Artificial intelligence used to diagnose PTSD by analyzing veterans' voices
In this Monday, April 21, 2008 file photo, a U.S soldier looks through the scope of his weapon during a night patrol in Mandozai, in Khost province, Afghanistan, seen through night vision equipment. (AP Photo/Rafiq Maqbool)
Published Monday, April 22, 2019 2:38PM EDT
Researchers have developed an artificial intelligence (AI) tool to diagnose post-traumatic stress disorder (PTSD) in war veterans by analyzing the rhythm and tone of their voices.
The study, published Monday, found that the AI tool can distinguish between the voices of those with or without PTSD with 89 per cent accuracy.
Researchers gathered speech samples from 53 U.S. Iraq and Afghanistan veterans with military-service-related PTSD, as well as those of 78 veterans without the mental health condition.
Speech samples were then analyzed by voice software from SRI International, the same company that developed Apple’s Siri voice assistant, which returned 40,526 speech segments for analysis.
"The software analyzes words—in combination with frequency, rhythm, tone, and articulatory characteristics of speech—to infer the state of the speaker, including emotion, sentiment, cognition, health, mental health and communication quality,” Dimitra Vergyri, director of SRI International's Speech Technology and Research (STAR) Laboratory, explained in a press release.
Veterans with PTSD exhibited specific voice features including unclear speech and a “lifeless, metallic tone.”
Although the study did not explore the science behind PTSD and speech patterns, the authors note that there are theories that traumatic events change brain circuits that process emotion and muscle tone, affecting a person’s speech.
The team plans to train the AI tool with more data in order to apply for U.S. government approval to use the tool clinically.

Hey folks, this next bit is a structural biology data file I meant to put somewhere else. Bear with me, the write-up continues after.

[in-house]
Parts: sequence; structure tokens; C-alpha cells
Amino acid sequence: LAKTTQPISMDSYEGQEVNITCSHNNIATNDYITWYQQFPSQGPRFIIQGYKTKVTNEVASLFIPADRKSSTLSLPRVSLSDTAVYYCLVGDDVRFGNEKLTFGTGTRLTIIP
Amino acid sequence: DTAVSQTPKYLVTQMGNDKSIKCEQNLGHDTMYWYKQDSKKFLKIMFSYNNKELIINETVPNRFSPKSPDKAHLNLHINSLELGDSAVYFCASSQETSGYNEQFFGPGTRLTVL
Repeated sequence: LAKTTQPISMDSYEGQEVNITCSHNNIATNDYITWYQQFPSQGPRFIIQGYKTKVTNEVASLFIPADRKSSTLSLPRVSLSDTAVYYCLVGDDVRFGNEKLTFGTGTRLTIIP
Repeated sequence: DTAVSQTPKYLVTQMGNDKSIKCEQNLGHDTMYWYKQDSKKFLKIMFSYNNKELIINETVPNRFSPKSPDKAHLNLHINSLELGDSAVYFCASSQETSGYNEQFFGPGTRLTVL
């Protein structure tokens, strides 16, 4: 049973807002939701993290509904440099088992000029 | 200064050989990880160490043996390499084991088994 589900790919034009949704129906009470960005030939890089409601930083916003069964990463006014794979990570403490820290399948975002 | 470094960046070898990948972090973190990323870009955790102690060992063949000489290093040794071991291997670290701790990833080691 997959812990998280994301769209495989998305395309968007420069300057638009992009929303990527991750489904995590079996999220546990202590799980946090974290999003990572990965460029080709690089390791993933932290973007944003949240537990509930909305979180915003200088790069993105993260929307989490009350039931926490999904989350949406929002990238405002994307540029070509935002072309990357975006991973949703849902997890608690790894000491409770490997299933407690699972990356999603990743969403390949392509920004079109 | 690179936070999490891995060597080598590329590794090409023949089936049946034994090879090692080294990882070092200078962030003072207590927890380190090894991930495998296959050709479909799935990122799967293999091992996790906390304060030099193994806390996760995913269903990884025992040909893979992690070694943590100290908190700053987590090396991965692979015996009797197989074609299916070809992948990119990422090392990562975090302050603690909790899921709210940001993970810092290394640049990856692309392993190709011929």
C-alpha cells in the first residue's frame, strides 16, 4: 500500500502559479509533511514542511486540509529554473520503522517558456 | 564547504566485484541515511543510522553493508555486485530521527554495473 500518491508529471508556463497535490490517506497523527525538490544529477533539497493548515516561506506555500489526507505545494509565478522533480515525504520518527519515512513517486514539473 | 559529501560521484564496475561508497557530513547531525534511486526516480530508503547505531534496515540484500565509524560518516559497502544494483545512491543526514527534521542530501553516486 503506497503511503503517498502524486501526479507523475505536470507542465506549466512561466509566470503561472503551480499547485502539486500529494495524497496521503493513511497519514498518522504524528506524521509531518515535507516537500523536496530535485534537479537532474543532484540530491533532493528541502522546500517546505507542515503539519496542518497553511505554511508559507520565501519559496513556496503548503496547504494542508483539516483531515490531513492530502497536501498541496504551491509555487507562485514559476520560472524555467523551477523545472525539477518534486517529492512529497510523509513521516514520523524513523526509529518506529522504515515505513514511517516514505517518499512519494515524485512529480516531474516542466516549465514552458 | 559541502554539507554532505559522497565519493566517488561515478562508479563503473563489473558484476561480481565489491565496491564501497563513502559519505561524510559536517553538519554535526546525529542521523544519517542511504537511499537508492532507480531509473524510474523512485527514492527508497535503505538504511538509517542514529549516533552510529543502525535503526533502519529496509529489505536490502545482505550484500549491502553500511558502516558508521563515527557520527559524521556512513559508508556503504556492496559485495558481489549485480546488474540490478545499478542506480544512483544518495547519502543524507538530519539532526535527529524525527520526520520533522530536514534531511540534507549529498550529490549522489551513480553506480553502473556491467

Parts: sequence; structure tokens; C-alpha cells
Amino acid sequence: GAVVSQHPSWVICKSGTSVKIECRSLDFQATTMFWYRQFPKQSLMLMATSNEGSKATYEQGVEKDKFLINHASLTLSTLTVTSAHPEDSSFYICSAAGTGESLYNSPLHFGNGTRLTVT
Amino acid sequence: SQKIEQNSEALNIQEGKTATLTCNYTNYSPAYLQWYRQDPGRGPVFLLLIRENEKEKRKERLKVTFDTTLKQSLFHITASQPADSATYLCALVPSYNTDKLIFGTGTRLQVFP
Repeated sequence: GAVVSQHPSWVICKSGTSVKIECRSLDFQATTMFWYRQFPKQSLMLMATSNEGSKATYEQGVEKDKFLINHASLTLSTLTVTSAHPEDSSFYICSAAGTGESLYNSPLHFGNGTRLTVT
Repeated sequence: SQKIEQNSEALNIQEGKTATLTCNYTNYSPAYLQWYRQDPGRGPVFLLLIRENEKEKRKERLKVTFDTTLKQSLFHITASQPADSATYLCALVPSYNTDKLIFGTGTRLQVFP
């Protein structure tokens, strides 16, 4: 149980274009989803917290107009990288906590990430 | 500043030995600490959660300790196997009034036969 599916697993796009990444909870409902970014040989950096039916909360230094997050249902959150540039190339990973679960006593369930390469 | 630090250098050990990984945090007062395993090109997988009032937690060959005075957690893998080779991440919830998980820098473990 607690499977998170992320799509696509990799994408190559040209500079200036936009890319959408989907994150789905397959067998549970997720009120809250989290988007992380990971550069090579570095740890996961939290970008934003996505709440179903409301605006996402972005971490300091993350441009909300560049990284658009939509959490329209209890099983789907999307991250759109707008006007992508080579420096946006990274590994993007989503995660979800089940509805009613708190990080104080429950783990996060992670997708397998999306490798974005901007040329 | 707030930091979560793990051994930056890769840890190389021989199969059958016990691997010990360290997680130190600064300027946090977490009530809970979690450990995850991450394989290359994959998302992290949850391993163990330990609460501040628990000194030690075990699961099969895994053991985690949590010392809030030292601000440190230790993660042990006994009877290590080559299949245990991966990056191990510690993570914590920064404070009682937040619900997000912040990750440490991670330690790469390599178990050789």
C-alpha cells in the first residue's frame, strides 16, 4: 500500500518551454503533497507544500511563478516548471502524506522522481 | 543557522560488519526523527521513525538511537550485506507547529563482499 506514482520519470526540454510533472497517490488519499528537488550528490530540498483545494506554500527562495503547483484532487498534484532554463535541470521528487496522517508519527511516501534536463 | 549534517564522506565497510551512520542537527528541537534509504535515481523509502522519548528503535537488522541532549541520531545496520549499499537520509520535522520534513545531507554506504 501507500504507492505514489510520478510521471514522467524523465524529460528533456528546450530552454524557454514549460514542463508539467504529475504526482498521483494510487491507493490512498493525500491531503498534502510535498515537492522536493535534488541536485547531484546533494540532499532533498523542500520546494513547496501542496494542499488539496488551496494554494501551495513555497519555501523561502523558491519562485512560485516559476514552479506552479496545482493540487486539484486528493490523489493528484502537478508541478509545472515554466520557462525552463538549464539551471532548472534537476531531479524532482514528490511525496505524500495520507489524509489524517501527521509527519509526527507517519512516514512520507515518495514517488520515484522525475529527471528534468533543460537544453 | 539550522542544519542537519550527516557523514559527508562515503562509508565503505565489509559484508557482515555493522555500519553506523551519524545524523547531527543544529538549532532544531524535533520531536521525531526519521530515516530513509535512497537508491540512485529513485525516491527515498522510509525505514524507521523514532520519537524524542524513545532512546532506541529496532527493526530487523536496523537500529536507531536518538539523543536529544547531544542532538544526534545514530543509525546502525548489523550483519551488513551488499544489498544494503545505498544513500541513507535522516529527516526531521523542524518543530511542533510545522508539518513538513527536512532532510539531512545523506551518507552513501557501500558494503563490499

"Speech is an attractive candidate for use in an automated diagnostic system, perhaps as part of a future PTSD smartphone app, because it can be measured cheaply, remotely, and non-intrusively," lead author Adam Brown, adjunct assistant professor in the Department of Psychiatry at NYU School of Medicine wrote in a statement.
But U.S. researchers aren’t the only people trying to find better ways to diagnose PTSD.
The issue is also being tackled by Canadian researchers as concerns over the condition’s effect on military members and first responders grow.
In January, researchers with Lawson Health Research Institute and Western University combined brain imaging and machine learning to diagnose PTSD with 92 per cent accuracy.
Veterans Affairs Canada estimates that up to 10 per cent of war zone veterans—including peacekeeping forces—will develop PTSD.
However, figures released Monday reveal that the number of Afghanistan war veterans receiving federal support for mental-health conditions nearly doubled between over the last four years.
The figures, obtained from Veterans Affairs Canada by the Canadian Press through access to information requests, show more than 6,700 military members who served in Afghanistan were receiving disability benefits for mental-health conditions in March 2018, the vast majority of which were struggling with PTSD.
- With files from The Canadian Press